The initial cost a user pays to upload data to the Arweave network covers the first 200 years of storage. If data storage declines are anything greater than 0.5% per year, this simply adds to the number of years that the data will be stored.
The result is extremely cheap data storage costs over time. At current rates, the first 200 years of storage on Arweave are only $.007 per MB.
Here is a following table that looks at the number of years of additional data storage you will receive over time if the cost of storage declines at either 30.5%, 20%, 10% or 1% over the next 200 years:
As you can see, the number of years that data can be saved for increases exponentially if the cost of storage declines even at 1%. This length of time is really inconceivable to us.
Even at 1%, the length of time the amount of storage capacity accumulated can be measured in lifetimes. At a decline of 10% or higher the numbers are into the millions of years. For all intent and purposes, this is permanent data storage.
Storage Endowment: Paying over long periods of time
At this point, an objection is often made: “once a person is paid to store data on the Arweave network, what reason do they have to save it?”
An important element to understand is that the whole payment is not made to the person(s) initially storing the data. At the outset, only a small portion of it is paid. The rest of the payment goes into an endowment. The fees in this endowment will gain value gain over time, just like cash in a bank account accumulating interest.
As the endowment gains value, it is designed to provide payouts as needed to keep the reward for storing data higher than the cost of storage.
Arweave estimates that withdrawals from the endowment will not be required until the data set is many times larger than the current size of the surface web (the portion of the internet that is readily available to the general public), which can be measured in Petabytes (millions of Gigabytes). In short, we have a long way to go before the endowment needs to be used.
Even with the Arweave network being fairly new, a sizable amount of value has already been built up in the endowment.
So even if people who store the data come and go (which they will), others will come and take their place and continue storing the data. As long as the economic incentive is there (where the price they receive to store data is greater than the cost of storing data) people will continue to maintain the permaweb.
In sum: as new data is added to the Arweave network, upfront profits are generated that keep the people store the data engaged, and the endowment is there to make sure that the economic incentive remains for them over long periods of time.
Data Permanence, Not Network Permanence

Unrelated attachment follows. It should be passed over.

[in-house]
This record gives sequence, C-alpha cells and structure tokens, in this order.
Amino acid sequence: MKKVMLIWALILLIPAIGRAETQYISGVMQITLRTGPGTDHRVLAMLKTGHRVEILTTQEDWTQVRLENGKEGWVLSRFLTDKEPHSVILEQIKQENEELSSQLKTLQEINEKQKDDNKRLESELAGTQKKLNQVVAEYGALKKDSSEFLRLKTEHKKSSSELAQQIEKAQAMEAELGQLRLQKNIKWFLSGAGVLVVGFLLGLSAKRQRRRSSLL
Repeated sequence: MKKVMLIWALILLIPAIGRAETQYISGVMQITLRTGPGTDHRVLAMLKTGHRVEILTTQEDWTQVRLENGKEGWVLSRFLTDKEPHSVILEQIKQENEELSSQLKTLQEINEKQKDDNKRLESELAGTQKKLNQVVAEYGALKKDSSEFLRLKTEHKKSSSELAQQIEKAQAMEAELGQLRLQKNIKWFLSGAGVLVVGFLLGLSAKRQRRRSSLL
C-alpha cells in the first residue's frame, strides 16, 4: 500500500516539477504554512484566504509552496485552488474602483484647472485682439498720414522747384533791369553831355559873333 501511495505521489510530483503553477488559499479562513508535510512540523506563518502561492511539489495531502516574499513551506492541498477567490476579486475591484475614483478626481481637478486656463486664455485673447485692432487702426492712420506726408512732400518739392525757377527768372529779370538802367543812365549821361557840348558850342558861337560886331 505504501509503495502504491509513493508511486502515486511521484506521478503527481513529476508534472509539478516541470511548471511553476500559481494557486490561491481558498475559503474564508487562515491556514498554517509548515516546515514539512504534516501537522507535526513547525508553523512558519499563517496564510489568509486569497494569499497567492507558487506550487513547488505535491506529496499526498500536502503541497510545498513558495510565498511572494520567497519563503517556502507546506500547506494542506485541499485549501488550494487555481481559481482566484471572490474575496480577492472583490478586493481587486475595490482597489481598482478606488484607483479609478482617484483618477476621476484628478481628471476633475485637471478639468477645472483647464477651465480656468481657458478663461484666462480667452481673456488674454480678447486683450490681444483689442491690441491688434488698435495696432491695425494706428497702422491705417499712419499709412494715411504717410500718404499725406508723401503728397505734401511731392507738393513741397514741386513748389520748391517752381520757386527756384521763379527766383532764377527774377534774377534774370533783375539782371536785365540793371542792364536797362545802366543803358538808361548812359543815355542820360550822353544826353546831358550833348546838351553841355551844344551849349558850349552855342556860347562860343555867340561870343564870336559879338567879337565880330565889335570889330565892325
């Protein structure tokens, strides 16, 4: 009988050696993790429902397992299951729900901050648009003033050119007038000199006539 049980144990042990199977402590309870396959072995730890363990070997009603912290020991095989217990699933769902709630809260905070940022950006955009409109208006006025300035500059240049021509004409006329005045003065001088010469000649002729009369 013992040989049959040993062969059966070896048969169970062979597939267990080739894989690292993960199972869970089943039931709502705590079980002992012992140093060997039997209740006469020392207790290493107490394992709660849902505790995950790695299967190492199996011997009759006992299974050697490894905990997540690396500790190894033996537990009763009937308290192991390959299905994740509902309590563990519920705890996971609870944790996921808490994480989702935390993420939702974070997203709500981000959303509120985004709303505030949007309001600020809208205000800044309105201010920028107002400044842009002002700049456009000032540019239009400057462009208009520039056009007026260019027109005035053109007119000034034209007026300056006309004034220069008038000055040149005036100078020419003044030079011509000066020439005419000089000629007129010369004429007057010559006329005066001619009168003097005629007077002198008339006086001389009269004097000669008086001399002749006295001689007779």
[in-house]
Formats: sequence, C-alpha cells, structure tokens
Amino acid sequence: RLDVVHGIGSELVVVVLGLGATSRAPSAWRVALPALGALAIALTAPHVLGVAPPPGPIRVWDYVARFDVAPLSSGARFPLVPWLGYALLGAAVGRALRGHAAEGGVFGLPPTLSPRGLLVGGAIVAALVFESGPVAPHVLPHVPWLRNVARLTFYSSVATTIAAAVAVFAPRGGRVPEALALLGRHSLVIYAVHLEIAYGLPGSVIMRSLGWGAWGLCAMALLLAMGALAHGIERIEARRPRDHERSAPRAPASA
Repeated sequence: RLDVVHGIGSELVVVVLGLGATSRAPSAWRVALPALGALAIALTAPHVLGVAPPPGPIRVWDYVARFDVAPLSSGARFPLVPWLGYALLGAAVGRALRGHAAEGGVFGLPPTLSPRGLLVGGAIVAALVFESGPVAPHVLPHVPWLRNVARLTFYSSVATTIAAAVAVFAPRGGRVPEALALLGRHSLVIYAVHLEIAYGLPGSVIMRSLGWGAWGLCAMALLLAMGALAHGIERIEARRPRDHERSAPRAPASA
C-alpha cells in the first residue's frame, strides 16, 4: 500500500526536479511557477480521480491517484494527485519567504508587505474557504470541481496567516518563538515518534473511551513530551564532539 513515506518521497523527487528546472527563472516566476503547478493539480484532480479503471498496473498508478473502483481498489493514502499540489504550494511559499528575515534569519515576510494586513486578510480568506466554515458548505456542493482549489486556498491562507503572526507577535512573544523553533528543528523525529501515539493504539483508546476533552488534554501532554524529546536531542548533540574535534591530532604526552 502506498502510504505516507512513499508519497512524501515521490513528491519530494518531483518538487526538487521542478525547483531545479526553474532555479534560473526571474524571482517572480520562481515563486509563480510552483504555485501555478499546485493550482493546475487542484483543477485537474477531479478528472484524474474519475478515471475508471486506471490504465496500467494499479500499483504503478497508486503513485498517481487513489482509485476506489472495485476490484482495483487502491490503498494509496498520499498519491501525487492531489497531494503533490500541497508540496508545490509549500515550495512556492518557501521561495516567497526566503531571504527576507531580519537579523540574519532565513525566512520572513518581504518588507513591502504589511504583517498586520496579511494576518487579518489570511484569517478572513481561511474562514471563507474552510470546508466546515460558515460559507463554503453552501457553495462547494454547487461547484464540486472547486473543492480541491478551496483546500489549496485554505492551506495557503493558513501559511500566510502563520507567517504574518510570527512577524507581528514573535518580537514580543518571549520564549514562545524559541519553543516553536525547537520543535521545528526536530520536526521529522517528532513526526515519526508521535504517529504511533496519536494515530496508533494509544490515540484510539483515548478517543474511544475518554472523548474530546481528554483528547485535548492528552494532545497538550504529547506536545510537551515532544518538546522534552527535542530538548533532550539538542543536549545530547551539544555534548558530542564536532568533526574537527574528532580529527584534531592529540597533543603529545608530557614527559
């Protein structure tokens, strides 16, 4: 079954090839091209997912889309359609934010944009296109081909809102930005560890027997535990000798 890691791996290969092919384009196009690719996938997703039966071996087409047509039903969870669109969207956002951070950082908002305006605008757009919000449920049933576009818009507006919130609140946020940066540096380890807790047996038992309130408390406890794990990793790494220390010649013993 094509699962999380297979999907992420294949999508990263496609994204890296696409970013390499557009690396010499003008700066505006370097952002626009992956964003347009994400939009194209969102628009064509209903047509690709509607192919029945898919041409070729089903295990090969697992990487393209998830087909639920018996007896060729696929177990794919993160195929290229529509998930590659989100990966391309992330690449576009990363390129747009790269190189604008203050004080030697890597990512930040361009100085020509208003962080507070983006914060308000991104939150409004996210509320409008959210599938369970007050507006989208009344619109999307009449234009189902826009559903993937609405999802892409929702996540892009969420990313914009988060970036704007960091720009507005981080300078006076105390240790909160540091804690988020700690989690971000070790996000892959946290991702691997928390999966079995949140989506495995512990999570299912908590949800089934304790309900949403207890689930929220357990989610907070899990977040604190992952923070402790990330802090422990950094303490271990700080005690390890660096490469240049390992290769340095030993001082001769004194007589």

Data Permanence, Not Network Permanence
One final note before we move onto technological innovation. Arweave does not promise network permanence but data permanence. What’s the difference?
Well, technological innovation comes in waves so there may (likely) come a time when data can be stored at a cheaper cost at a permanent basis. With the extremely cheap costs of storing data this new network work would ‘subsume’’ the Arweave network.
Therefore, the Arweave network may not be permanent but the data that is on the network will. So the data being permanent is what is important and this is what will live on.
2. The Technological Advance of the Blockweave
On the technological side there are a number of innovations that led to permanent storage but one is at the center of the innovation: the blockweave.
The blockweave is a blockchain-like structure designed to enable unchanging and scalable on-chain storage in a cost efficient manner for the first time.
Again, there is a lot to unpack in this statement, but let’s start with the term blockchain.
In case you are new to the blockchain technology popularized by Bitcoin, here is a short video from the BBC that explains the concept concisely:
Blockchain technology introduced a new type of database for verifying transactions. It is essentially a long ledger list that is continually appended as new transactions are added to it. Each time there is a new transaction, the whole blockchain records it by adding it to the end of the ‘chain’. This is an incredibly secure method of verifying transactions: no one has ever hacked Bitcoin. But it’s still not a good place for large amounts of data storage due to the extreme energy requirements and long transaction times.
To give you an idea of how inefficient the Bitcoin blockchain is, the whole ledger is about 320 GB in size (as of 2021) and the verification/reward competition requires around the amount of electricity each year of a country like New Zealand or Austria.